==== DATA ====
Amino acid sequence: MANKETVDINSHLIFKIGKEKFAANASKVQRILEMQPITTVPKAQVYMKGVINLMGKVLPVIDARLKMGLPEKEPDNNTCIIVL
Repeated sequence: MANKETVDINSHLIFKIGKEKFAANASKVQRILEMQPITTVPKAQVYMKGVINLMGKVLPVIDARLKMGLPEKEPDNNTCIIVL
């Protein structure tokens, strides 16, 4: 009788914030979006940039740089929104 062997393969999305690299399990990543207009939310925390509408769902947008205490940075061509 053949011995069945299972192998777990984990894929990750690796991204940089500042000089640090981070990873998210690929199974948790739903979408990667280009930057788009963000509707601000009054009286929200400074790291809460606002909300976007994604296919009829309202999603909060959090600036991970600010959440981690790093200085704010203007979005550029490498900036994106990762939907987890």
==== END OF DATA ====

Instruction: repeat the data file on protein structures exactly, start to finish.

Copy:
Amino acid sequence: MANKETVDINSHLIFKIGKEKFAANASKVQRILEMQPITTVPKAQVYMKGVINLMGKVLPVIDARLKMGLPEKEPDNNTCIIVL
Repeated sequence: MANKETVDINSHLIFKIGKEKFAANASKVQRILEMQPITTVPKAQVYMKGVINLMGKVLPVIDARLKMGLPEKEPDNNTCIIVL
């Protein structure tokens, strides 16, 4: 009788914030979006940039740089929104 062997393969999305690299399990990543207009939310925390509408769902947008205490940075061509 053949011995069945299972192998777990984990894929990750690796991204940089500042000089640090981070990873998210690929199974948790739903979408990667280009930057788009963000509707601000009054009286929200400074790291809460606002909300976007994604296919009829309202999603909060959090600036991970600010959440981690790093200085704010203007979005550029490498900036994106990762939907987890």